Six municipalities opt in to aerial imagery project

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MANITOULIN – Six Island townships have expressed interest in taking part in an aerial survey of Northeastern and central Ontario next spring as part of the provincial government’s five-year update of its orthographic imagery.

Orthophotography is the term for when aerial photographs are manipulated so the photographed features align with a given map projection. Ordinarily, photos from above may be distorted due to changes in the shape of the ground and the angle at which the photo is taken. This corrects the photos so that they can be used more effectively in municipal planning purposes.

The provincial government runs five-year cycles to gather imagery, focusing on one part of Ontario each year. In 2021, Land Information Ontario (LIO) will run the Central Ontario Orthophotography Project (COOP 2021).

“(COOP) is an excellent opportunity for Manitoulin. By partnering together with the province and with other stakeholders across the region, we can reduce the costs of acquiring the imagery far below what it would cost if one were to do it by themselves,” said Jake Diebolt, geographic information system (GIS) technician at Manitoulin Planning Board (MPB).

MPB first took part in the COOP process in 2016, when Ontario last focused on this region. 

The central Ontario imagery zone includes Manitoulin and the North Shore west to about Desbarats, including Elliot Lake, then the whole Killarney area and the city of Greater Sudbury, south to near Parry Sound, east to Algonquin Provincial Park, north to near Mattawa and up along the Highway 11 corridor to Timmins, as well as a strip along Highway 560 between Englehart and Highway 144.

When the designated region’s imagery date nears, such as this region for the spring 2021 round of photography, LIO solicits partnerships from municipalities and First Nations within the potential coverage area.

Municipalities have to pay based on the size of their geographic area that they wish to capture on the photographs. COOP 2021 carries an estimate of $5 per square kilometre, but in 2016 the strong participation of municipalities led to a lower cost of $3.29 per square kilometres.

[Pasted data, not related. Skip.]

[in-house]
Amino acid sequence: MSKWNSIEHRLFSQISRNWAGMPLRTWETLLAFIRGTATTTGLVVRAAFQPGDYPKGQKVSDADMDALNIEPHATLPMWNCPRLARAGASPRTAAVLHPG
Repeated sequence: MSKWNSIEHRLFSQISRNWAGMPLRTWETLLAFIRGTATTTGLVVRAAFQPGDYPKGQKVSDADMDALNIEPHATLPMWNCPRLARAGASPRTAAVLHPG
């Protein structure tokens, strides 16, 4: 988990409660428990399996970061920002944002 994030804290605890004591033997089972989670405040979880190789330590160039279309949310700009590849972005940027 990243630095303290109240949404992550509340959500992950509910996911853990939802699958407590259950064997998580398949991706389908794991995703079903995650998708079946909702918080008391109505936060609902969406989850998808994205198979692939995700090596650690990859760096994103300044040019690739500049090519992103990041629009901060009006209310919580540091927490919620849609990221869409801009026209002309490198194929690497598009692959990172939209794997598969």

So far, Assiginack, Billings, Burpee and Mills, Central Manitoulin, Gordon/Barrie Island and Tehkummah are the Island municipalities that have signed letters of intent to take part in COOP 2021. 

In addition to the letter of intent and covering the eventual costs, participating municipalities have to submit their GIS data. This will allow MPB to cross-reference the location of property lines and other infrastructure and geographic features with the aerial imagery.

LIO contracts the orthophotography out to an external company, indicated Mr. Diebolt at MPB. The imagery collection will take place in the spring in the precious short window between snowmelt and when leaves begin to grow and block out the ground.

To cover the entire area of Manitoulin at $5 per square kilometre would cost about $13,830, though not all municipalities and First Nations have committed to the project.

Having access to such imagery can deliver considerable benefits for participating areas. Municipal officials can compare how properties have changed and if ratepayers have constructed buildings without notifying the township, which would then adjust its taxation rates accordingly.

“The 2016 aerial imagery has been incredibly helpful to us in processing planning applications and in data acquisition. I think the 2021 imagery will be even more useful,” stated Mr. Diebolt in an email to several Island townships.

The orthophotography has considerable advantages over the data that is available from a source such as Google Earth. First, the exact date of imagery capture is recorded in the file. Next, images are considerably higher resolution than the information available through Google’s satellite imagery, which is rather blurry for much of Manitoulin. Additionally, the imagery is likely to be more up-to-date than freely accessible imagery data.

Further, orthophotography works in tandem with a township’s GIS data and will superimpose useful information such as property boundaries, tax roll numbers and zoning classifications.

At the November 3 council meeting in Tehkummah, when that township agreed to send in a letter of interest, clerk-administrator Silvio Berti said the system has proven very valuable for his municipality.

“It definitely helps the case if you’re wanting to send a letter to a property owner saying ‘where’s your building permit’ or that sort of thing, you can send a photo of it,” said Mr. Berti, adding that the tool is not generally useful for preventive surveillance because of the time it takes to sift through imagery, but it can be beneficial to build evidence for any disputes.

“It’s very helpful; we look all the time,” said Mr. Berti.

Once all interested municipalities express their intent, LIO will solicit firm agreements with partners and issue cost estimates.

Imagery is likely to take place in May and June 2021, dependent on weather conditions, with the final signed legal agreements to be due in August 2021. By March 2022 at the earliest, townships are likely to receive their imagery and will have to pay at that time.

LIO did not respond to a request for further information by press time Friday, November 6.